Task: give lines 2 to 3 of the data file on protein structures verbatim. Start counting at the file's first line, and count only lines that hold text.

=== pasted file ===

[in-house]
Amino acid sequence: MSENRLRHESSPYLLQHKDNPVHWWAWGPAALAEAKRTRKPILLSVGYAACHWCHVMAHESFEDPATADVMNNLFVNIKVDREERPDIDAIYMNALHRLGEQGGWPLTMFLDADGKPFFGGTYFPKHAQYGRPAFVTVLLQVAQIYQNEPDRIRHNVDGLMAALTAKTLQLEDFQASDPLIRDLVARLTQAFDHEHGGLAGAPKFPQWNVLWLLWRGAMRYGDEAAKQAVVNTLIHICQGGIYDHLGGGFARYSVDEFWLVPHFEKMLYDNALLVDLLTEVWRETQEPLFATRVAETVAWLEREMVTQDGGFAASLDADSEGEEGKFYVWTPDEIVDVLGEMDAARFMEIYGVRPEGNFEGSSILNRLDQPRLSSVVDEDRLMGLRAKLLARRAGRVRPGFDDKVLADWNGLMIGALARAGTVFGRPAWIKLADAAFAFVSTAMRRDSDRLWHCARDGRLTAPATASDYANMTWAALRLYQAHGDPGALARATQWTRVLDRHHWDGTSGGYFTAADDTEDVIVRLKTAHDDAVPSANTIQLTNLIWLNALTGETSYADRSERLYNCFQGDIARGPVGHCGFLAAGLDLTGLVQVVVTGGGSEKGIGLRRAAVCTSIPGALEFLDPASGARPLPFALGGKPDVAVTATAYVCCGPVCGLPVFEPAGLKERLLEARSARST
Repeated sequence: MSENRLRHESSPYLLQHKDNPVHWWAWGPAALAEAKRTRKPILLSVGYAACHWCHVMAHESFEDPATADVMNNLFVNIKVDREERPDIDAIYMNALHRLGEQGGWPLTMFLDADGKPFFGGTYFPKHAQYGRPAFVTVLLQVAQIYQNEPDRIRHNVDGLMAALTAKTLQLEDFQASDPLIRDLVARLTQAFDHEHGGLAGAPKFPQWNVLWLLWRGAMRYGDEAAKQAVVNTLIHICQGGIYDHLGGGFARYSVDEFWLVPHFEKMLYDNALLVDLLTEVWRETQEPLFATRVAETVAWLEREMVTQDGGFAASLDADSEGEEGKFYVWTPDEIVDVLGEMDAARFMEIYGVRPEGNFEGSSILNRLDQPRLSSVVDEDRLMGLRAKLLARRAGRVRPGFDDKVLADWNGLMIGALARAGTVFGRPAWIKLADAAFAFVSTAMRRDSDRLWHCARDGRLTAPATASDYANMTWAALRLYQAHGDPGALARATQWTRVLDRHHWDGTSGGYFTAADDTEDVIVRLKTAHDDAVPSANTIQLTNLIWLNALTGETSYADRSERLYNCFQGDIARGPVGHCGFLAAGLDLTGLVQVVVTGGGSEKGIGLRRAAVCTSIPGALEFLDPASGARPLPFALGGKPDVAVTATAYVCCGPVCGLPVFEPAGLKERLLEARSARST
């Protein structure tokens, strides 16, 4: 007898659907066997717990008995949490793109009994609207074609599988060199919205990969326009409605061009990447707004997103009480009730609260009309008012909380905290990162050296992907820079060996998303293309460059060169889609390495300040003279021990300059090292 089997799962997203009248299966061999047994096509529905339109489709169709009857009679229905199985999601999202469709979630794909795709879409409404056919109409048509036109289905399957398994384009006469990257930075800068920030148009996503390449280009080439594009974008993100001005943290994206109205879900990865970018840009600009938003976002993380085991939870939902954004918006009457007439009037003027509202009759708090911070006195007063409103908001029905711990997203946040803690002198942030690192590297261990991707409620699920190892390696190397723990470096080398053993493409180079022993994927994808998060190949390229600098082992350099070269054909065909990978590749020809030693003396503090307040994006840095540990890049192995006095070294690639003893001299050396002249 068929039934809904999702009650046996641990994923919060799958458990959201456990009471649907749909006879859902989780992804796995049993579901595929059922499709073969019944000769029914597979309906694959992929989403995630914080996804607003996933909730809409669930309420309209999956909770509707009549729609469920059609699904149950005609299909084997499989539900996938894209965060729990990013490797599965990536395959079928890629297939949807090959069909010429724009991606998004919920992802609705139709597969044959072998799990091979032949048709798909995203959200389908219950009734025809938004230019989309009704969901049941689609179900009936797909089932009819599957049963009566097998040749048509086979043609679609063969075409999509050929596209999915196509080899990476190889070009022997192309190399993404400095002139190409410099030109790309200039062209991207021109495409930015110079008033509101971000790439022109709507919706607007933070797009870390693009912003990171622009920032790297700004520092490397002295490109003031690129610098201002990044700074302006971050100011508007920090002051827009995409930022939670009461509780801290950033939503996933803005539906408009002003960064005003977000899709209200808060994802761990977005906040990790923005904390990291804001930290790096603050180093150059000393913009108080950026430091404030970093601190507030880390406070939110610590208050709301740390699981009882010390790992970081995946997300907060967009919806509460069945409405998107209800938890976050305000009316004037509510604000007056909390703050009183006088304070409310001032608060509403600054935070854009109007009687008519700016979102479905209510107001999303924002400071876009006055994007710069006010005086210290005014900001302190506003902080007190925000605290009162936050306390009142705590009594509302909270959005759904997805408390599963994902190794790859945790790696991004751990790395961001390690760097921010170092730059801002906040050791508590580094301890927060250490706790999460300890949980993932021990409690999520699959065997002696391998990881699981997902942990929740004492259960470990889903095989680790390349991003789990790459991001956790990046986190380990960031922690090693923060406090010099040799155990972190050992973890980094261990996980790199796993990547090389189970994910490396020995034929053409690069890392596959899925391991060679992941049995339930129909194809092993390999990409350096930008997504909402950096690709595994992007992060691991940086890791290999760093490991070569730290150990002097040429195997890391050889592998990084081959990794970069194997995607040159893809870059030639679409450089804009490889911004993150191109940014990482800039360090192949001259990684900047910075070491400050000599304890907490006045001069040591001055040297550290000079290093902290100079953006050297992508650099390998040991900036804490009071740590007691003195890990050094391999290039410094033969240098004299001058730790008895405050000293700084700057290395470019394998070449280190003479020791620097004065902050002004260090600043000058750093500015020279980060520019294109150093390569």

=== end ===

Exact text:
Amino acid sequence: MSENRLRHESSPYLLQHKDNPVHWWAWGPAALAEAKRTRKPILLSVGYAACHWCHVMAHESFEDPATADVMNNLFVNIKVDREERPDIDAIYMNALHRLGEQGGWPLTMFLDADGKPFFGGTYFPKHAQYGRPAFVTVLLQVAQIYQNEPDRIRHNVDGLMAALTAKTLQLEDFQASDPLIRDLVARLTQAFDHEHGGLAGAPKFPQWNVLWLLWRGAMRYGDEAAKQAVVNTLIHICQGGIYDHLGGGFARYSVDEFWLVPHFEKMLYDNALLVDLLTEVWRETQEPLFATRVAETVAWLEREMVTQDGGFAASLDADSEGEEGKFYVWTPDEIVDVLGEMDAARFMEIYGVRPEGNFEGSSILNRLDQPRLSSVVDEDRLMGLRAKLLARRAGRVRPGFDDKVLADWNGLMIGALARAGTVFGRPAWIKLADAAFAFVSTAMRRDSDRLWHCARDGRLTAPATASDYANMTWAALRLYQAHGDPGALARATQWTRVLDRHHWDGTSGGYFTAADDTEDVIVRLKTAHDDAVPSANTIQLTNLIWLNALTGETSYADRSERLYNCFQGDIARGPVGHCGFLAAGLDLTGLVQVVVTGGGSEKGIGLRRAAVCTSIPGALEFLDPASGARPLPFALGGKPDVAVTATAYVCCGPVCGLPVFEPAGLKERLLEARSARST
Repeated sequence: MSENRLRHESSPYLLQHKDNPVHWWAWGPAALAEAKRTRKPILLSVGYAACHWCHVMAHESFEDPATADVMNNLFVNIKVDREERPDIDAIYMNALHRLGEQGGWPLTMFLDADGKPFFGGTYFPKHAQYGRPAFVTVLLQVAQIYQNEPDRIRHNVDGLMAALTAKTLQLEDFQASDPLIRDLVARLTQAFDHEHGGLAGAPKFPQWNVLWLLWRGAMRYGDEAAKQAVVNTLIHICQGGIYDHLGGGFARYSVDEFWLVPHFEKMLYDNALLVDLLTEVWRETQEPLFATRVAETVAWLEREMVTQDGGFAASLDADSEGEEGKFYVWTPDEIVDVLGEMDAARFMEIYGVRPEGNFEGSSILNRLDQPRLSSVVDEDRLMGLRAKLLARRAGRVRPGFDDKVLADWNGLMIGALARAGTVFGRPAWIKLADAAFAFVSTAMRRDSDRLWHCARDGRLTAPATASDYANMTWAALRLYQAHGDPGALARATQWTRVLDRHHWDGTSGGYFTAADDTEDVIVRLKTAHDDAVPSANTIQLTNLIWLNALTGETSYADRSERLYNCFQGDIARGPVGHCGFLAAGLDLTGLVQVVVTGGGSEKGIGLRRAAVCTSIPGALEFLDPASGARPLPFALGGKPDVAVTATAYVCCGPVCGLPVFEPAGLKERLLEARSARST